So you want to do a workflow from IANNIX to Max MSP aren't sure how to receive, unpack and use the IANNIX OSC[[OSC|Open Sound Control]] data in Max? We've got you covered.
IANNIX makes it crazy easy to send nice OSC[[OSC|Open Sound Control]]-Data. For this tutorial I created a simple Rosette (Files Tab -- Examples -- Rosette -- Quantity 5) You can use something else, I don't care. For the sake of this tutorial just be sure it has cursors and triggers.
IANNIX automatically sends OSC[[OSC|Open Sound Control]]-Data locally through port 57120, but better check back with this (Config Tab -- Network -- Enable OSC[[OSC|Open Sound Control]])
Press Play and boom, stuff is being sent. Well done so far!
For receiving data Max you'll want to use the udpreceive function and the host you want to listen to. In our case this comes to
You may want to check if you got everything communicating by using a print command and checking the console, where lots of words and numbers should appear by now (if IANNIX is still playing of course). If nothing appears, check your Hosts or IP1. Internet Protocol 2. Intellectual property-Adresses. If you work on different computers, the udpreceive also needs the sender's IP1. Internet Protocol 2. Intellectual property-Adress, so you should write something like: udpreceive [IP1. Internet Protocol 2. Intellectual property-Adress]:[Host]
So let's look at the data received and check out what it means. Back in IANNIX you can hover over any cursor or trigger to see how it's OSC[[OSC|Open Sound Control]]-String is build:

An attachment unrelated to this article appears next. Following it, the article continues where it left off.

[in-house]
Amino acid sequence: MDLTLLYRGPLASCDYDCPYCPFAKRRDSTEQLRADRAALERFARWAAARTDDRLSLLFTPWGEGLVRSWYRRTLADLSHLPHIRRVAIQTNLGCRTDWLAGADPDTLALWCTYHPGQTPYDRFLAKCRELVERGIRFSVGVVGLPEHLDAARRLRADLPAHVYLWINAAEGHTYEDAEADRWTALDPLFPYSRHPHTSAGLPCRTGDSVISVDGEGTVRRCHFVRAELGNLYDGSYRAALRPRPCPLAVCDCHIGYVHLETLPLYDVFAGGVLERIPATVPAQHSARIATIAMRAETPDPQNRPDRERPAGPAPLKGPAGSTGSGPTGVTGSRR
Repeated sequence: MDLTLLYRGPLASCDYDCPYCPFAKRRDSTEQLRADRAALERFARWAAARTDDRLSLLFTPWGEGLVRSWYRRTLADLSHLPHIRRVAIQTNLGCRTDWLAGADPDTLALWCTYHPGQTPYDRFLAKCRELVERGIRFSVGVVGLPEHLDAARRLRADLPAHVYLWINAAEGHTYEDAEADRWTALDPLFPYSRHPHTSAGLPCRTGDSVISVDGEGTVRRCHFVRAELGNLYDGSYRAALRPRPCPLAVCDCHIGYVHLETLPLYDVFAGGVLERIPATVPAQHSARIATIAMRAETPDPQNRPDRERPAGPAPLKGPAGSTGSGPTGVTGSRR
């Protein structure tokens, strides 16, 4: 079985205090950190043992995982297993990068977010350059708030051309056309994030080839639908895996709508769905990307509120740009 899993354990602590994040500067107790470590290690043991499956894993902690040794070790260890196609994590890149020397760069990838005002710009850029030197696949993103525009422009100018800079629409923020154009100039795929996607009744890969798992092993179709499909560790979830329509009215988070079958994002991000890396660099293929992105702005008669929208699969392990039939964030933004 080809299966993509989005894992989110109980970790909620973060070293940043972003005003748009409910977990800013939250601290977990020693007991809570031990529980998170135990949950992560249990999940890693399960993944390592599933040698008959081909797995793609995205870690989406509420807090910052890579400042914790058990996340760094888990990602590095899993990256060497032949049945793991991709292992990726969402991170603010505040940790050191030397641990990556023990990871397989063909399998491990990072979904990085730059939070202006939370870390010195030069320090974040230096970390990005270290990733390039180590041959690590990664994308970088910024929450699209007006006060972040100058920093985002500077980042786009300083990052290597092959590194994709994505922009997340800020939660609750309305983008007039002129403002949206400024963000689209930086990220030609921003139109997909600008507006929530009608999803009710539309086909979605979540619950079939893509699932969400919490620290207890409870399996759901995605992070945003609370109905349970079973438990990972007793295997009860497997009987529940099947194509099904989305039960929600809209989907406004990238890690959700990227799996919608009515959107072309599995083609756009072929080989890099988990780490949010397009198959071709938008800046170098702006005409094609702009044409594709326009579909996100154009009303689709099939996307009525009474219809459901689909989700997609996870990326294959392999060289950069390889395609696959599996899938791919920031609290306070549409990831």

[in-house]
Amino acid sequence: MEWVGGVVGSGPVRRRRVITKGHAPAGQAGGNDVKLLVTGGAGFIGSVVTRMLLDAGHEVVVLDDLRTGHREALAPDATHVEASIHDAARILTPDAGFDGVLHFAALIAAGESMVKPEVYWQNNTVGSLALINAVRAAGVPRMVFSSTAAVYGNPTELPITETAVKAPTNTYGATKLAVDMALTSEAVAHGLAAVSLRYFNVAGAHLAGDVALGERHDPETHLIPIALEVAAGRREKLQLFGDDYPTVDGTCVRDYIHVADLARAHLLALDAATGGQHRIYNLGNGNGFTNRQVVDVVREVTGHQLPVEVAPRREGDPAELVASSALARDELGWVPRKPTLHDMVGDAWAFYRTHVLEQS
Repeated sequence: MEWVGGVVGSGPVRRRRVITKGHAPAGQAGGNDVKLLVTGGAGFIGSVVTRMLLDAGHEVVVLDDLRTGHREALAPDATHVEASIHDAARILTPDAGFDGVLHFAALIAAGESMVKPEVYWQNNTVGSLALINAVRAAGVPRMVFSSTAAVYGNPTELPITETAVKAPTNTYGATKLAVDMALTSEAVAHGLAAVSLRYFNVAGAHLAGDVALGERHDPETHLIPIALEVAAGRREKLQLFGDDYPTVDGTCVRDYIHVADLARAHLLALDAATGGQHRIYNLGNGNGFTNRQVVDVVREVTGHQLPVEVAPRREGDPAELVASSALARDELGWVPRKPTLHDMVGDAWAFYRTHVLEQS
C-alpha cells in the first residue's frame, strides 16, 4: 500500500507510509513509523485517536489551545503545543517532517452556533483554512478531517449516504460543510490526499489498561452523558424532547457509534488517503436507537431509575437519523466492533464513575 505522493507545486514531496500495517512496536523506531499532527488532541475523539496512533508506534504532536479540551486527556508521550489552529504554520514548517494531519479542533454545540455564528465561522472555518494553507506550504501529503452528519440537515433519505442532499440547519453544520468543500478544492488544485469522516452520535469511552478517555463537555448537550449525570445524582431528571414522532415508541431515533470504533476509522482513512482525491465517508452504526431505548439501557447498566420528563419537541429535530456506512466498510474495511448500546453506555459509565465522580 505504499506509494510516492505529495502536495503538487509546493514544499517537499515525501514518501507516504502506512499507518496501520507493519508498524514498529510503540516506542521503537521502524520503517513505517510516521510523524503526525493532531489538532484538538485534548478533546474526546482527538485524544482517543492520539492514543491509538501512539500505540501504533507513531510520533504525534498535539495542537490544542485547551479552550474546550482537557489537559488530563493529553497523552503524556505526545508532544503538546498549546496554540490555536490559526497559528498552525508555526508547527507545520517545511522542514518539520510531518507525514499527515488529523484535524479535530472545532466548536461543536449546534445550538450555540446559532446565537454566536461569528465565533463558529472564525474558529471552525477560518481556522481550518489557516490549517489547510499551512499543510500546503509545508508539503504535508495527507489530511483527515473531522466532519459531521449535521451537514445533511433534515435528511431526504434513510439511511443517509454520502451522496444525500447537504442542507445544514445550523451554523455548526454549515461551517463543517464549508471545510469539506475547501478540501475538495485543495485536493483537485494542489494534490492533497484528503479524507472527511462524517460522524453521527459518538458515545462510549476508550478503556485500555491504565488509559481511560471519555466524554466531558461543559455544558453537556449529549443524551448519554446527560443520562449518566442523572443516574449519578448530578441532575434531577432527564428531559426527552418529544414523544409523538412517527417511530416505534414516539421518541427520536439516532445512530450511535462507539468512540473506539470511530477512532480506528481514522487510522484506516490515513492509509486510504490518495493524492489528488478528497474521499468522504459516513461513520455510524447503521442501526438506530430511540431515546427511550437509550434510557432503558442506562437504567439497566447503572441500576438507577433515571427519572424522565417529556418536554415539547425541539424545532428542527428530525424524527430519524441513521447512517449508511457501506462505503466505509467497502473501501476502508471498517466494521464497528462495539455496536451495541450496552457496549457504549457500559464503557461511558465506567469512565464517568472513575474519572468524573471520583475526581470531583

So this is what Max is receiving. We've just looked at a trigger, so let's say we want to continue working with data from the triggers exclusively. We can do that with a command in Max: route /trigger This only lets OSC[[OSC|Open Sound Control]]-messages from the triggers through the grid. To make sense of the string and use only the data we want, we'll use the unpack command, which unpacks (duh) the OSC[[OSC|Open Sound Control]] string, followed by the string's logical structure. In our case this leaves us with unpack 0 0. 0. 0. 0. 0. 0. Now we can do with any of the unpacked information whatever we like (I suggest you do some nice art with it), for this tutorial we'll be fine with just printing them to the console piece by piece, and you're done! Nice work! (Tutorial by Leif Weitzel)